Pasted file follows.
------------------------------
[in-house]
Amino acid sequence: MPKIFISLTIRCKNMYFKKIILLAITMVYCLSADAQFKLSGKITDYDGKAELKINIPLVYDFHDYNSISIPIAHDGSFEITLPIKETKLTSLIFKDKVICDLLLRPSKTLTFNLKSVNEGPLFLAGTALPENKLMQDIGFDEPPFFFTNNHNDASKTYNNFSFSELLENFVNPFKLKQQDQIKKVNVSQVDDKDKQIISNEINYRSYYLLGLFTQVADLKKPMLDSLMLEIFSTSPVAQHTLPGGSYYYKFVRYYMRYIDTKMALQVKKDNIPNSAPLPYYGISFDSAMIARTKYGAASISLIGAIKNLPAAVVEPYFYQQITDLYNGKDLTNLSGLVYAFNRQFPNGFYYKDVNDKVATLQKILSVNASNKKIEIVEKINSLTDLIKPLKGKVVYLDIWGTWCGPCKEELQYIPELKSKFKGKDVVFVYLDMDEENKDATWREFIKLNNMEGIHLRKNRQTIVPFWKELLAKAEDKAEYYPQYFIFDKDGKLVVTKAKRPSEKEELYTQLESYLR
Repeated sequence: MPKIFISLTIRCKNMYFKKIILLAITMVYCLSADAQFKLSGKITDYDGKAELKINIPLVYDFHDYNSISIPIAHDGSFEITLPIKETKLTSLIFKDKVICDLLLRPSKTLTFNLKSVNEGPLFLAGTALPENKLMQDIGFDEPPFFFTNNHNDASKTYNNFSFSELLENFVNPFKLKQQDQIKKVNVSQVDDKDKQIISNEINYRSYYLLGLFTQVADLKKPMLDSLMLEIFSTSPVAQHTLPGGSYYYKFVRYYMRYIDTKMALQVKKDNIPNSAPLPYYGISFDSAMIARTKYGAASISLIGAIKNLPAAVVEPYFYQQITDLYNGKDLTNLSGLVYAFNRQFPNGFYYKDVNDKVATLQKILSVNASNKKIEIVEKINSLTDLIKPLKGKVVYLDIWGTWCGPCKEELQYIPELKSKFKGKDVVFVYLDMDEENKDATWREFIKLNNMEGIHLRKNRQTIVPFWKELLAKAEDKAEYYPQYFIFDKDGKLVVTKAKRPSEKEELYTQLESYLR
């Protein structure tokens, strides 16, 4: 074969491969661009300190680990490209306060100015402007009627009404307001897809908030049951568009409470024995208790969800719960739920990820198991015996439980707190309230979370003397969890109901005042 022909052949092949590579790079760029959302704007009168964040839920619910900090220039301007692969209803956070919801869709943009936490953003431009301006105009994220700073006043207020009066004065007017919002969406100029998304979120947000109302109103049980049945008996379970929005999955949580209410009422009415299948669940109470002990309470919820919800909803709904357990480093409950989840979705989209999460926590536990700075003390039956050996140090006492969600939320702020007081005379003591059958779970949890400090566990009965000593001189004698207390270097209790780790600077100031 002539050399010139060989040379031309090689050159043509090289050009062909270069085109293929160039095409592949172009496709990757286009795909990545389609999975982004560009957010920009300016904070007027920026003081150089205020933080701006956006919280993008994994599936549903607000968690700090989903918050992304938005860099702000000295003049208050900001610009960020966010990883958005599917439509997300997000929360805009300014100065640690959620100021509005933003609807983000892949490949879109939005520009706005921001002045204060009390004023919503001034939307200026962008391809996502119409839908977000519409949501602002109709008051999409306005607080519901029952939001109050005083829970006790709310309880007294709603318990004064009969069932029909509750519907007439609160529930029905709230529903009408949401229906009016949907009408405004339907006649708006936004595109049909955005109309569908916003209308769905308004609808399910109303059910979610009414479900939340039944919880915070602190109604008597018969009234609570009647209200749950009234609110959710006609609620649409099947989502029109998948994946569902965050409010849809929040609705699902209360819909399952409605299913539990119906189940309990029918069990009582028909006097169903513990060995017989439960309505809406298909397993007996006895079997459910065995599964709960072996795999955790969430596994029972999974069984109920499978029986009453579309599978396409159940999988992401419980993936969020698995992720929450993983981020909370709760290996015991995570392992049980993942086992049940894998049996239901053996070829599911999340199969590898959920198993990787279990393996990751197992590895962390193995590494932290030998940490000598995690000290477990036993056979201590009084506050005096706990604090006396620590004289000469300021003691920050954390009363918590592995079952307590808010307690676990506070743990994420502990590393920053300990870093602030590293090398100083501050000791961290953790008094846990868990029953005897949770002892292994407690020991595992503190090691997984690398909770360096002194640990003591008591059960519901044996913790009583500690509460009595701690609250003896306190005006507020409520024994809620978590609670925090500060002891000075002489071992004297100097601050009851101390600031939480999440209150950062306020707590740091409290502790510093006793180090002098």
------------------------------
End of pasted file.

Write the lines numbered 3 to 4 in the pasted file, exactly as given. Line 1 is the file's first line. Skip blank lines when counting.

Repeated sequence: MPKIFISLTIRCKNMYFKKIILLAITMVYCLSADAQFKLSGKITDYDGKAELKINIPLVYDFHDYNSISIPIAHDGSFEITLPIKETKLTSLIFKDKVICDLLLRPSKTLTFNLKSVNEGPLFLAGTALPENKLMQDIGFDEPPFFFTNNHNDASKTYNNFSFSELLENFVNPFKLKQQDQIKKVNVSQVDDKDKQIISNEINYRSYYLLGLFTQVADLKKPMLDSLMLEIFSTSPVAQHTLPGGSYYYKFVRYYMRYIDTKMALQVKKDNIPNSAPLPYYGISFDSAMIARTKYGAASISLIGAIKNLPAAVVEPYFYQQITDLYNGKDLTNLSGLVYAFNRQFPNGFYYKDVNDKVATLQKILSVNASNKKIEIVEKINSLTDLIKPLKGKVVYLDIWGTWCGPCKEELQYIPELKSKFKGKDVVFVYLDMDEENKDATWREFIKLNNMEGIHLRKNRQTIVPFWKELLAKAEDKAEYYPQYFIFDKDGKLVVTKAKRPSEKEELYTQLESYLR
């Protein structure tokens, strides 16, 4: 074969491969661009300190680990490209306060100015402007009627009404307001897809908030049951568009409470024995208790969800719960739920990820198991015996439980707190309230979370003397969890109901005042 022909052949092949590579790079760029959302704007009168964040839920619910900090220039301007692969209803956070919801869709943009936490953003431009301006105009994220700073006043207020009066004065007017919002969406100029998304979120947000109302109103049980049945008996379970929005999955949580209410009422009415299948669940109470002990309470919820919800909803709904357990480093409950989840979705989209999460926590536990700075003390039956050996140090006492969600939320702020007081005379003591059958779970949890400090566990009965000593001189004698207390270097209790780790600077100031 002539050399010139060989040379031309090689050159043509090289050009062909270069085109293929160039095409592949172009496709990757286009795909990545389609999975982004560009957010920009300016904070007027920026003081150089205020933080701006956006919280993008994994599936549903607000968690700090989903918050992304938005860099702000000295003049208050900001610009960020966010990883958005599917439509997300997000929360805009300014100065640690959620100021509005933003609807983000892949490949879109939005520009706005921001002045204060009390004023919503001034939307200026962008391809996502119409839908977000519409949501602002109709008051999409306005607080519901029952939001109050005083829970006790709310309880007294709603318990004064009969069932029909509750519907007439609160529930029905709230529903009408949401229906009016949907009408405004339907006649708006936004595109049909955005109309569908916003209308769905308004609808399910109303059910979610009414479900939340039944919880915070602190109604008597018969009234609570009647209200749950009234609110959710006609609620649409099947989502029109998948994946569902965050409010849809929040609705699902209360819909399952409605299913539990119906189940309990029918069990009582028909006097169903513990060995017989439960309505809406298909397993007996006895079997459910065995599964709960072996795999955790969430596994029972999974069984109920499978029986009453579309599978396409159940999988992401419980993936969020698995992720929450993983981020909370709760290996015991995570392992049980993942086992049940894998049996239901053996070829599911999340199969590898959920198993990787279990393996990751197992590895962390193995590494932290030998940490000598995690000290477990036993056979201590009084506050005096706990604090006396620590004289000469300021003691920050954390009363918590592995079952307590808010307690676990506070743990994420502990590393920053300990870093602030590293090398100083501050000791961290953790008094846990868990029953005897949770002892292994407690020991595992503190090691997984690398909770360096002194640990003591008591059960519901044996913790009583500690509460009595701690609250003896306190005006507020409520024994809620978590609670925090500060002891000075002489071992004297100097601050009851101390600031939480999440209150950062306020707590740091409290502790510093006793180090002098």